Fr. Ariel Orozco speaks with a child in El Paso, Texas, in August, when 12 clergy from the Archdiocese of Milwaukee visited the border town. (Submitted photo)

After a recent visit to El Paso to learn about migrants, Dcn. Terry Starns shared what he learned about a Venezuelan woman and her 4-year-old son, Kedrick, whom he spoke with through an interpreter.
“She told me that after her long journey and horrifying walk through Central America and the Panama jungle, she and Kedrick were kidnapped by the Mexican cartel,” Dcn. Starns of St. Rita Parish, West Allis, told parishioners in a homily.
“They were held for a month until her husband and his brother could come up with a ransom of $5,000. She also went on to say her captors were good men, in spite of it all. Why did she consider them good men? They did not rape her or harm her 4-year old son,” Dcn. Starns said.
Dcn. Starns and 11 other Archdiocese of Milwaukee clergy visited the Texas border city for 48 hours in mid-August at the invitation of Diocese of El Paso Bishop Mark Seitz, a Waukesha County native. He spoke to Archdiocese of Milwaukee priests about immigration last year at their annual fall gathering, which had a theme of social justice.
When asked what they could do to help, Bishop Seitz replied, “Come hear their stories.”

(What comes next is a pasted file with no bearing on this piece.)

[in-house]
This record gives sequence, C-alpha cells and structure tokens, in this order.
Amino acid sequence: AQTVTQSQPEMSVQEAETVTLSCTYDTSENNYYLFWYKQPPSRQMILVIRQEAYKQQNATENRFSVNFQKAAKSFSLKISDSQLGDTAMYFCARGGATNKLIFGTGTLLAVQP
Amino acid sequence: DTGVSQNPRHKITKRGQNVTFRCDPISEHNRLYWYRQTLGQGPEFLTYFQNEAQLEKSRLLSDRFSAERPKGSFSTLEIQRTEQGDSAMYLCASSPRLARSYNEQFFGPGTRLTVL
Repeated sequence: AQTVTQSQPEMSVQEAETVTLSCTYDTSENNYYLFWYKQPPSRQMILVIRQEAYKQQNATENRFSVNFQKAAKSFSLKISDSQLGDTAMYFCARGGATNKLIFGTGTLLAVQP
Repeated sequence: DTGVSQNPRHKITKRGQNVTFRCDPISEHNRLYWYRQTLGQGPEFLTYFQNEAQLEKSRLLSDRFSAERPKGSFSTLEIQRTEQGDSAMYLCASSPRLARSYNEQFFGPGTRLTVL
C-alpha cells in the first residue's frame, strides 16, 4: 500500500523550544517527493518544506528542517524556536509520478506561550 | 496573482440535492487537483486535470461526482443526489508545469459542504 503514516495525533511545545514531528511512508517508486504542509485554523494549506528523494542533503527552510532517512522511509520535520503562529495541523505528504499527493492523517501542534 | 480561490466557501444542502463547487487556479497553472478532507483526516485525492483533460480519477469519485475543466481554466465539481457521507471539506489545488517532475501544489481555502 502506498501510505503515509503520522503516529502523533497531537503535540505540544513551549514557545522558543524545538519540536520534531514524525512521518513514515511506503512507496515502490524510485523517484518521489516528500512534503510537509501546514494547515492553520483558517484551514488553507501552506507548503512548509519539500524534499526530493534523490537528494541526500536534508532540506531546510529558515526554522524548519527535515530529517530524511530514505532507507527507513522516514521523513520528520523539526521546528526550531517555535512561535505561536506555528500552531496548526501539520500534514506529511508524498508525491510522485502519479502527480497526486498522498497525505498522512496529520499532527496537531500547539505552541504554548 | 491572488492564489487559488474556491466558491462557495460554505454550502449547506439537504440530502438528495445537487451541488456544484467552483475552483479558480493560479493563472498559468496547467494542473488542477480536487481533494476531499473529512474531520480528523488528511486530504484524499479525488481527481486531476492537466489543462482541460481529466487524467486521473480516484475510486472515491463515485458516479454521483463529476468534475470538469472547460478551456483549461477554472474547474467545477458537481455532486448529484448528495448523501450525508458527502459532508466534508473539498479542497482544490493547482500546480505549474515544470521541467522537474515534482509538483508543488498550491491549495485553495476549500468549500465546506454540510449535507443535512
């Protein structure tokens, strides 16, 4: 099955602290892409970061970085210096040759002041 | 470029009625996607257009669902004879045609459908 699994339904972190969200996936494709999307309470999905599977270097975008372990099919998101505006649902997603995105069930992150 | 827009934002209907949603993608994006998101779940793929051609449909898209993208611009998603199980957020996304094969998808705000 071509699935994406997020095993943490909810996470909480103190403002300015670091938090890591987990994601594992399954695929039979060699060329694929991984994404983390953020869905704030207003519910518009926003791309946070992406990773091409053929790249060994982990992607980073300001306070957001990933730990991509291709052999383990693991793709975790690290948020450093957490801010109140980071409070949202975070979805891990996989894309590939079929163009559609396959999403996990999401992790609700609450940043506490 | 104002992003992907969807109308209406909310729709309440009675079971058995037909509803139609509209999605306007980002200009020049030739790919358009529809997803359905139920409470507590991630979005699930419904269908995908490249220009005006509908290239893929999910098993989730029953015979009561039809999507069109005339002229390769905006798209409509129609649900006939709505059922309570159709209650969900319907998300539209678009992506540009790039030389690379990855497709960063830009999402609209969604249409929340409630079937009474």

The other visiting clergy were Fr. Larry Chapman, Fr. Dave Cooper, Fr. Joe Gonzalez, Fr. Chuck Hanel, Fr. Jerry Herda, Fr. Justin Lopina, Fr. Ricardo Martin, Fr. Ariel Orozco, Fr. Oriol Regales, Dcn. Jim Matthias and Dcn. Mike Reesman.
The mission immersion experience was coordinated and paid for by Catholic Extension. Part of its ministry is to sponsor mission visits for clergy from around the country to give them a first-hand look at the Church’s work in missionary dioceses such as El Paso.
The clergymen visited the border wall, Martyrs Hall Migrant Shelter and Sacred Heart Parish in El Paso, and met with El Paso-area leaders, including a woman who leads religious education for young migrants.
“Too often, media and our society portray these migrants as terrible people, criminals, here illegally. My experience was that most of the people are young adults, women traveling with their children, or even teenage children traveling alone,” said Fr. Herda, Pastor of St. Matthias, Milwaukee, and Vicar General for the Archdiocese of Milwaukee. “These migrants just want a chance at life. They want a place where they can feel safe.”
Fr. Justin Lopina enjoyed sharing small talk with Central American teenagers who had just been granted asylum.
It was only later that he learned the teenagers had been through “migrant hell,” he said. Murders would have been very ordinary where they came from, he learned, along with kidnappings and organized crime.
“A good chunk of them have experienced humanity at its worst,” said Fr. Lopina, Pastor to Sacred Heart Parish, Horicon, and St. Matthew Parish, Neosho.
Fr. Ariel Orozco, Associate Pastor at St. Charles Parish in Hartland, was struck by the lifeless appearance of the expanse of desert he could see from the jet that carried the group into El Paso.